NEW DELHI — India's economy expanded at its slowest pace in a decade last fiscal year, adding to pressure on the government to speed up economic reforms.
Government figures released Friday showed that growth for the 12 months ended March 31 slowed to 5 percent, far below the 8 percent rate the country has averaged in the past 10 years.
For the January-to-March quarter of 2013, growth sank to 4.8 percent compared with 5.1 percent in the same period a year earlier.
The latest figures confirm the fears of analysts that high inflation, weak consumer spending, and delays in economic reforms have dampened investment in the Indian economy.
Prime Minister Manmohan Singh told reporters that he expected the economy to pick up pace in the coming months as his government pursued "pro-growth policies."
"We will see inflation coming under greater control and the space for growth-promoting activities also increasing," Singh said Friday.
Similarly optimistic predictions made by Singh in the past have not managed to stop the economy's slide.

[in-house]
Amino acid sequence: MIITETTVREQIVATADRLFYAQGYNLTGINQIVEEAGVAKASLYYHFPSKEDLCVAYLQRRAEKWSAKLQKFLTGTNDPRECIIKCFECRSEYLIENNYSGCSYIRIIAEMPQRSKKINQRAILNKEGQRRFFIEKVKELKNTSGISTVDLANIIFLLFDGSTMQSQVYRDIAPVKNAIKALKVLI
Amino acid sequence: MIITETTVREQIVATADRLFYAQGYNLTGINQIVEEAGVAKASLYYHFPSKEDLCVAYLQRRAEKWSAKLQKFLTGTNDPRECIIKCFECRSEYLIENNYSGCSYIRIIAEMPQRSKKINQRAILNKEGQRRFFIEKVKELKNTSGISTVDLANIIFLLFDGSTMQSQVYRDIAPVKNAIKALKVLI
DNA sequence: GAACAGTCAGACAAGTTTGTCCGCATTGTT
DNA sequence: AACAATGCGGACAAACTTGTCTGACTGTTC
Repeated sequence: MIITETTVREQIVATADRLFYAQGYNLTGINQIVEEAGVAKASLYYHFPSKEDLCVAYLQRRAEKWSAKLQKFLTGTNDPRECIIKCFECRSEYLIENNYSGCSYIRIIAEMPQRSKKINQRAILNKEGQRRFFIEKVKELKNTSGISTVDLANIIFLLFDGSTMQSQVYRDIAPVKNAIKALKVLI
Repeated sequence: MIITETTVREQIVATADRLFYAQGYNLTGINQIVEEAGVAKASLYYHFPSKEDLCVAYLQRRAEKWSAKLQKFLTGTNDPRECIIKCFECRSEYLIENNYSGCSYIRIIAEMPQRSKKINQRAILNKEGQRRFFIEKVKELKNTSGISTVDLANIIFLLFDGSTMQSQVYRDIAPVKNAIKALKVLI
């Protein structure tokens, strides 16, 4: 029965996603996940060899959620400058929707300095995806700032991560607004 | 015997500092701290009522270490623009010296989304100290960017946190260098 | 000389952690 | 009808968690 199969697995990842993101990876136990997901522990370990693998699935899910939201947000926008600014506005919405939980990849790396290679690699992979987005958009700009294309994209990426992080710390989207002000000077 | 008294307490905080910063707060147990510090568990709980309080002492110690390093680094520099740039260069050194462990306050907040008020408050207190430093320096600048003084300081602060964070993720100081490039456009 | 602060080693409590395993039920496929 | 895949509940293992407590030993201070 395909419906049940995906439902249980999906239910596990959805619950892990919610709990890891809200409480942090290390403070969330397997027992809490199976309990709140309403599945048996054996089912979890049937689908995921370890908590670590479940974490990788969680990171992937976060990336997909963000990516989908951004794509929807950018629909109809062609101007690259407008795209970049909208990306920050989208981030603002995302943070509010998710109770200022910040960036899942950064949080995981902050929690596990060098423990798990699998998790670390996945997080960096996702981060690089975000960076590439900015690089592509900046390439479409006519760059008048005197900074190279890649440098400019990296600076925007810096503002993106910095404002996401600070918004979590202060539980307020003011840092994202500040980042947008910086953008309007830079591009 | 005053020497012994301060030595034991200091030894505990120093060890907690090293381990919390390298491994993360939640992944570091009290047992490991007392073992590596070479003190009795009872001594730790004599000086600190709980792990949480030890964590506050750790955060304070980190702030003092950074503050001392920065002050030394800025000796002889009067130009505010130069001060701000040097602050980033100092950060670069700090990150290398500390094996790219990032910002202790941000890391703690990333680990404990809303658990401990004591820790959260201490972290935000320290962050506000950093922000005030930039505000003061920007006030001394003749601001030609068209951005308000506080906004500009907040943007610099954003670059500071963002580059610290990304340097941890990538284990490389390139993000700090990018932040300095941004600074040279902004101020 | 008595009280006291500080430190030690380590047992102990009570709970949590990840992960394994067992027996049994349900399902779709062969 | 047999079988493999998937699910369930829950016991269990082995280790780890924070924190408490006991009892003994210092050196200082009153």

His fractious coalition government remains mired in a series of corruption scandals, while angry opposition parties continue to disrupt Parliament, further holding up urgent economic reforms that could help spark a rebound.
The main opposition Bharatiya Janata Party was quick to attack the government after the release of the latest figures.
"Mismanagement, misrule and non-governance has resulted in the dismal growth rate," said BJP spokesman Prakash Javadekar.
Montek Singh Ahluwalia, the deputy chairman of India's Planning Commission, said the situation was likely to improve as steps taken recently by the government to improve power supply and remove infrastructure bottlenecks came into effect.
"We've taken a number of actions in the last two or three months, such as sorting out supply problems of coal, fuel prices, which are about to have an impact," Ahluwalia told reporters. "In all probability these actions will take some time before they have their full impact," he said.
Industry leaders say much more needs to be done to remove hurdles to growth, including easing land acquisition, speeding up environmental clearances for projects and securing power supplies.
That view was seconded by economic experts.
"Growth is not expected to pick up noticeably until we enter the latter half of the fiscal year when, hopefully, structural reforms have progressed further and the global backdrop is more benign," said Leif Lybecker Eskesen, HSBC Chief Economist for India and Southeast Asia.
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